Pakistan has frozen more than 5,000 bank accounts of terror suspects in the country under the Anti-Terrorism Act (ATA). Reports state that the frozen accounts also include one of Jaish-e-Mohammed (JeM) chief Masood Azhar, according to local media.
The accounts frozen by the Pakistani authorities contain a net amount of more than Pakistani Rs 40 crore.
The names of around 1,200 of these suspects, whose accounts were frozen by State Bank of Pakistan (SBP), were listed in category 'A' of the ATA, a term used for terrorists who pose an "exceptional or high risk," an official said. "Masood Azhar's name was listed in category 'A'," the official was quoted as saying by the News.
According to reports, the Pakistan government had put the JeM chief under "protective custody" after the terrorist attack at the Pathankot airbase in India in January.
"Following the request of the ministry of interior, we have frozen accounts of all top suspected terrorists, including Masood Azhar, son of Allah Bux," the official said.
National coordinator of the National Counterterrorism Authority, Ihsan Ghani, confirmed that more than 5,000 accounts have been frozen by the government.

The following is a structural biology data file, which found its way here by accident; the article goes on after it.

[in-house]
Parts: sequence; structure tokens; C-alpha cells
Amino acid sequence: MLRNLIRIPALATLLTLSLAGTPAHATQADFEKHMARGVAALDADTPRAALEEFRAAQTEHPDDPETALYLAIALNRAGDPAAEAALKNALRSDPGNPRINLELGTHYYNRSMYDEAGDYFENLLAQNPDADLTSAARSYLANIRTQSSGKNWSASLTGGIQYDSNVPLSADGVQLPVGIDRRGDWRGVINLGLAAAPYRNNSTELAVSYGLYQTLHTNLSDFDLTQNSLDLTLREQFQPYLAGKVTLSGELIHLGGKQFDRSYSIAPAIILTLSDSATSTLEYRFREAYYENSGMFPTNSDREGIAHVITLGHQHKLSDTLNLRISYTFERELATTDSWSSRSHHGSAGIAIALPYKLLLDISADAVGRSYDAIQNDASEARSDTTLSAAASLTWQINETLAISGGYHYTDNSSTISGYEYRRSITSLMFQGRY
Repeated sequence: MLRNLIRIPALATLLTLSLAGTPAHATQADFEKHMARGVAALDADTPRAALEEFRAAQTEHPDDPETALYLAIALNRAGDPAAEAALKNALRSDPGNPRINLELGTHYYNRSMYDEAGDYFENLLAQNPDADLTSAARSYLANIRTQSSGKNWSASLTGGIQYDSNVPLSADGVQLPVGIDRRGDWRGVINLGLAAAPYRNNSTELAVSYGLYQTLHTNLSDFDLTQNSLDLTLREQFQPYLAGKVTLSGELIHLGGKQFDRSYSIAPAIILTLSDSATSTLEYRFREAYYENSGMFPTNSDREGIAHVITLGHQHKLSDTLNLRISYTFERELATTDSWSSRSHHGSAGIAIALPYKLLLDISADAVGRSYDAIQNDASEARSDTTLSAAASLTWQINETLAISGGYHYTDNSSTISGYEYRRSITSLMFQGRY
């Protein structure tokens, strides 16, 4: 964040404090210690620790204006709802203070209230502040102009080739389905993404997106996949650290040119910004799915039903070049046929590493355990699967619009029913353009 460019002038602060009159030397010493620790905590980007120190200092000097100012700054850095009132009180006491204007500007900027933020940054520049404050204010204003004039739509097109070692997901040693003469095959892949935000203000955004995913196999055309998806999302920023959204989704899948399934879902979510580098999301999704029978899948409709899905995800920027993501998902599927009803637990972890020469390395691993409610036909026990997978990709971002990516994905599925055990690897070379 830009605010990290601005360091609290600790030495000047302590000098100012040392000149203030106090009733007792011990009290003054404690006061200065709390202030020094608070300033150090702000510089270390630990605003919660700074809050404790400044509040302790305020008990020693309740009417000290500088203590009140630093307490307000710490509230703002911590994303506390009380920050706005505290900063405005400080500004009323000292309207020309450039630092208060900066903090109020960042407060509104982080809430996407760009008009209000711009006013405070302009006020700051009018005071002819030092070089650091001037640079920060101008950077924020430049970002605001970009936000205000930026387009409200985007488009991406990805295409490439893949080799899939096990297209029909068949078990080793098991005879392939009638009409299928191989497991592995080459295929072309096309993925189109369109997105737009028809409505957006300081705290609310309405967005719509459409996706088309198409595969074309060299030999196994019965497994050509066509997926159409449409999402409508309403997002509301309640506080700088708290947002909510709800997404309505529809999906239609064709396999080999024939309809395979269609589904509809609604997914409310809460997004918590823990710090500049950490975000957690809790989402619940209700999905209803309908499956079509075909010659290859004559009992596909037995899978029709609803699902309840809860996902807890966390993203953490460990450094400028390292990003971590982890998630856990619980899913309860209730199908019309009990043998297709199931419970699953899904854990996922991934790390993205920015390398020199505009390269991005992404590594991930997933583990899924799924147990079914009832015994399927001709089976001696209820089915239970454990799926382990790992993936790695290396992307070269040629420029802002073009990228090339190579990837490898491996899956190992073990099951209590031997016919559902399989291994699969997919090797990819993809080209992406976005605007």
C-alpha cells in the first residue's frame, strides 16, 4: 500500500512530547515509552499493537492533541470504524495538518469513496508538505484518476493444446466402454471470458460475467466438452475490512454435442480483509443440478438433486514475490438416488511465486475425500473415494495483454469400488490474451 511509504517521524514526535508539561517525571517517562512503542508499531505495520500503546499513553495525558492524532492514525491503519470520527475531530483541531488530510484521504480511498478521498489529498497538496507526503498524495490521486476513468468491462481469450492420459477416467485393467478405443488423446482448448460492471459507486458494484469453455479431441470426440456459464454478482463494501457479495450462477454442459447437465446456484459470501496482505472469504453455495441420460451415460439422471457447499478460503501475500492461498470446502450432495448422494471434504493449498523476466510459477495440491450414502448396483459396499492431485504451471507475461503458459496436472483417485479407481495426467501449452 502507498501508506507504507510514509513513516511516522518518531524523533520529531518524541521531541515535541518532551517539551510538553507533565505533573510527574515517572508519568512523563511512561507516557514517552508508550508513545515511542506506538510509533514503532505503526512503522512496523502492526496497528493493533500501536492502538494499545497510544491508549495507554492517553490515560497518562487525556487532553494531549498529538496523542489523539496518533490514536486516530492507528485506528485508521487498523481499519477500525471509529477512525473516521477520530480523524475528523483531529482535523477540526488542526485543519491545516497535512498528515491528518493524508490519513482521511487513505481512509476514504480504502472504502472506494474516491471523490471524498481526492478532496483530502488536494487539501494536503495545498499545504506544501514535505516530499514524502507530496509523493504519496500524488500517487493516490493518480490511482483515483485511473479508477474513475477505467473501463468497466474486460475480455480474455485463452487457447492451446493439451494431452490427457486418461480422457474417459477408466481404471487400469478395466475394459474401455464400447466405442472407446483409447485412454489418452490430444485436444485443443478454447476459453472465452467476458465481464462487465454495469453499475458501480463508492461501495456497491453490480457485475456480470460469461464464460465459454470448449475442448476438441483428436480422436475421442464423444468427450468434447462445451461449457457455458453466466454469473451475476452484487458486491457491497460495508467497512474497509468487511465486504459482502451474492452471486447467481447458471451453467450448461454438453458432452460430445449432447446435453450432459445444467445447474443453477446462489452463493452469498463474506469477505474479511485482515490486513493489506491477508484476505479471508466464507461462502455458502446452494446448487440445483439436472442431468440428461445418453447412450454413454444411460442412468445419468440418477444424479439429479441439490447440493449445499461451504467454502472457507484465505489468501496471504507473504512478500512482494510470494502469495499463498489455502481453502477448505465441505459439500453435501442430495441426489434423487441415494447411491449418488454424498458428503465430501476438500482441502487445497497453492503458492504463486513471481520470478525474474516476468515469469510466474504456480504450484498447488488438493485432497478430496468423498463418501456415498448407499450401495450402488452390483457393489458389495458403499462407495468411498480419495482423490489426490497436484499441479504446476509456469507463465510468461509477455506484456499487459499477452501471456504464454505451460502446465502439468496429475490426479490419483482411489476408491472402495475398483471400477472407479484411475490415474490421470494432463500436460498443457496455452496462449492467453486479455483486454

Pakistan on Monday suffered a heavy blow as militants barged into a Police academy in Quetta and opened fire at the cadets. At least 60 cadets were killed and more than 110 were wounded in the terrorist attack.
A military counter-operation to defeat the militants continued overnight and officials on Tuesday morning said that the operation was successful. Militants attacked the Balochistan Police College, located 20 km east of Quetta, at 11:00 pm on Monday. The compound had around 700 recruits at the time of the attack; however, hundreds of people were rescued in the operation, according to reports.
Pakistan Prime Minister Nawaz Sharif postponed all engagements in Islamabad and arrived in Quetta on Tuesday morning. The PM is scheduled to chair a high-level meeting in the city to discuss the law and order situation. Sharif is also expected to visit the injured cadets in the hospital.